Today I want to tell you about Mallard Day. It is celebrated once every hundred years by the Fellows of All Souls College, Oxford. Okay, it won’t be happening this year, the next Mallard day will be in the year 2101, but let’s look at it anyway. On Mallard day, the chosen ‘Lord of the Mallard’ will be carried around the grounds of the college at shoulder height in a sedan chair. He will also be carried over the roof of the library. There will be someone walking in front of him, carrying a wooden mallard, on a pole. There will be lots of people taking part in this procession. Some will be carrying long white staffs, others, torches. It is a night time event. All the while, the Lord of the Mallard will be loudly singing the Mallard Song. That’s an odd thing isn’t it? It won’t really seem any less strange when I explain what it’s about.
What they are celebrating, is the finding of an overgrown mallard in a drain whilst the foundations of the college were being dug in 1437. There is a document detailing the event which appeared in 1750. Supposedly it is based on an original fifteenth century manuscript, but it is a work of fiction. According to the legend, the college’s founder, Henry Clichele, Archbishop of Canterbury, was trying to decide where to put his new building. He had a dream that a: “righte godelye personage” told him that, if he built it in the High Street, next to the church, as he dug the foundations he would find: “…a schwoppinge mallarde imprisoned in the sinke or sewere, wele yfattened and almost ybosten. Sure token of the thrivaunce of his future college.” So he started to dig, and presently heard: “horrid strugglinges and flutteringes”. He said a few prayers, reached into the hole and pulled out a duck the size of: “a bustarde or an ostridge.” The bird flew away and the Fellows of All Souls have been looking for it ever since.
Originally it seems to have been more of an annual event. The first surviving mention we have of Mallard Day was in 1632, when three young ‘Mallardyzers’ were disciplined for bringing strangers into the college and causing a disturbance and damage during the night. Then, in 1658, there were complaints about people singing the Mallard Song in a rude manner at two or three in the morning. This was during the period of the of the Commonwealth and it did not go down very well at all with the troops of Oliver Cromwell, who were stationed nearby. Cromwell and his military junta did not stand for this sort of nonsense. They could fine you for swearing, have you whipped for playing games on a Sunday, they would even take your Christmas dinner away. There are a couple of reports of Mallard Day from later in the seventeenth century, where it seems to have been some kind of initiation ceremony.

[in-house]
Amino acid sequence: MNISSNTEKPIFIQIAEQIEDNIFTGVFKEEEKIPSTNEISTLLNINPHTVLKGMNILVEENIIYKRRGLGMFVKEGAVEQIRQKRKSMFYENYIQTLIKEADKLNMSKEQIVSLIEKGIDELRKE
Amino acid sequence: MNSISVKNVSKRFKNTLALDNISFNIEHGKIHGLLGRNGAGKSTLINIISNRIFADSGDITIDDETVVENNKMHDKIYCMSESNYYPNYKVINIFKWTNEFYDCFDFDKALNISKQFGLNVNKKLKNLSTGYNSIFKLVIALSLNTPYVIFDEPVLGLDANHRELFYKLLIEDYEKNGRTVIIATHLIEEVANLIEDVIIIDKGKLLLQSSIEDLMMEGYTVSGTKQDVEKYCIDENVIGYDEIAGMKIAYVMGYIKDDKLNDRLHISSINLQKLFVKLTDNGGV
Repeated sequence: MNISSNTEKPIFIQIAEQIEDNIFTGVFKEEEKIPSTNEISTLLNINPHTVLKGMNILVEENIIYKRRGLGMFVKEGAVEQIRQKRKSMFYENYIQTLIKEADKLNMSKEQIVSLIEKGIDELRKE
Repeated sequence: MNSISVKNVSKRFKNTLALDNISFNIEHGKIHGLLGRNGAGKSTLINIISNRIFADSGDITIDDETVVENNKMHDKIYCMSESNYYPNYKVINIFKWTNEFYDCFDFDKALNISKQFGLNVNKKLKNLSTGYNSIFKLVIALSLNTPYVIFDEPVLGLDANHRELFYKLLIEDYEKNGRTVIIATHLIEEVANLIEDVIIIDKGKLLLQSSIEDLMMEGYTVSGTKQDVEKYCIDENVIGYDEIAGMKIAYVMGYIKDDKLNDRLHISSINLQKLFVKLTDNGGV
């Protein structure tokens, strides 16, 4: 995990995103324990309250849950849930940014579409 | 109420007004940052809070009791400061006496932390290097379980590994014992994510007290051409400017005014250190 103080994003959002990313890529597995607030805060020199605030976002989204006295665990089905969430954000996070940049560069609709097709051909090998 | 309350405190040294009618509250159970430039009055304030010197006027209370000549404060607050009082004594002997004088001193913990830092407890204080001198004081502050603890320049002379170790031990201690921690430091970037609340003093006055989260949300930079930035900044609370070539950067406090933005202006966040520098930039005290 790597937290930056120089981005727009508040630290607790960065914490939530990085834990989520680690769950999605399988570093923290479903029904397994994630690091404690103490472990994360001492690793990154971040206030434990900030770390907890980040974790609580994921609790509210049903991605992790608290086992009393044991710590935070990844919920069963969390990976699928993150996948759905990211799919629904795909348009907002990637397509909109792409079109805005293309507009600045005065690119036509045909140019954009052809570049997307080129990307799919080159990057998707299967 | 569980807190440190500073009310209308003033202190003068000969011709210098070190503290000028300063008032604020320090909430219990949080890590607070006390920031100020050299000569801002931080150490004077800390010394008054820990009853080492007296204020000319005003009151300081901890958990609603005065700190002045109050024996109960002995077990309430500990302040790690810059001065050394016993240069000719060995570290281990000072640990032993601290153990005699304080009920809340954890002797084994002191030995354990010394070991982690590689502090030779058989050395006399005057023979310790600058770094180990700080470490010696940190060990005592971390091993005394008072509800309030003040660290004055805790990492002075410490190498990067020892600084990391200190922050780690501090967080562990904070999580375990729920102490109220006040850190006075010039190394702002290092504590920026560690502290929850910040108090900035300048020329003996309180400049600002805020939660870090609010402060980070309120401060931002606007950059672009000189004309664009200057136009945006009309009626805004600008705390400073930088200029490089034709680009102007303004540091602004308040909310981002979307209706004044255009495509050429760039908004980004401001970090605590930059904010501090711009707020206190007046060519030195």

By the eighteenth century they’d rather given up the procession part of the event in favour of an evening of drinking and singing the Mallard Song. It was revived again in 1801 as a one-off event to celebrate the new century. This was described as a much more solemn and dignified event than those of the previous century, although obviously someone was still carried over the roof, accompanied by flaming torches, at four in the morning, while he loudly sang a song about a duck. On this occasion the ceremony involved a real duck. The Mallard ceremony was repeated in 1901, when the Lord of the Mallard was future Archbishop of Canterbury, Cosmo Gordon Lang. There are two descriptions of the ceremony, one from the college warden and one from the daughter of a fellow, who was watching through the gate. Both mention the Mallard Song and the procession across the roof of the library and also tell us that a bonfire was made of the torches at the end. The 1901 ceremony seems also to have included an actual duck, as the warden tells us that its wings and head were cut off and thrown into the flames. It may have been a stuffed duck though. There was much dancing around the bonfire and the lady watching from a distance thought she caught a glimpse of a gaitered leg. The warden tells us that afterwards, drops of Madeira were sprinkled into everyone’s glass of port from a silver salt-cellar shaped like a mallard. This represented the blood of the bird and was considered a less barbaric alternative to previous occasions when the actual blood of an actual mallard had been used. If, by now, you’re starting to feel a bit sorry for mallards, it might be worth looking at this, from Stewart Lee.
The ceremony was repeated in 2001 with 117 participants who were all fellows or ex-fellows of the college. A wooden duck was used instead of a real one, women were allowed to join in for the first time and the evening ended with a firework display. I feel I should point out that the people who attend this ceremony are not a bunch of rowdy young students. All Souls has no undergraduates. These are all serious academics. The song they sing is very silly, here’s my favourite verse:
Hee was swapping all from bill to eye,
Hee was swapping all from wing to Thigh;
His swapping tool of Generation
oute swapped all ye wingged Nation.
All you need to know is that the word ‘swapping’ or, as it appears in the bogus manuscript, ‘schwoppinge’ means extremely large and impressive. This verse, with its reference to the bird’s huge genitalia was removed in the nineteenth century on grounds of decency, though I believe it was restored in the millennium. Incidentally, the largest bird penis, does indeed belong to a duck. But not the mallard. That honour belongs to the Argentinian Lake Duck which has a penis anything up to 42.5 cm long, the same length as it’s entire body.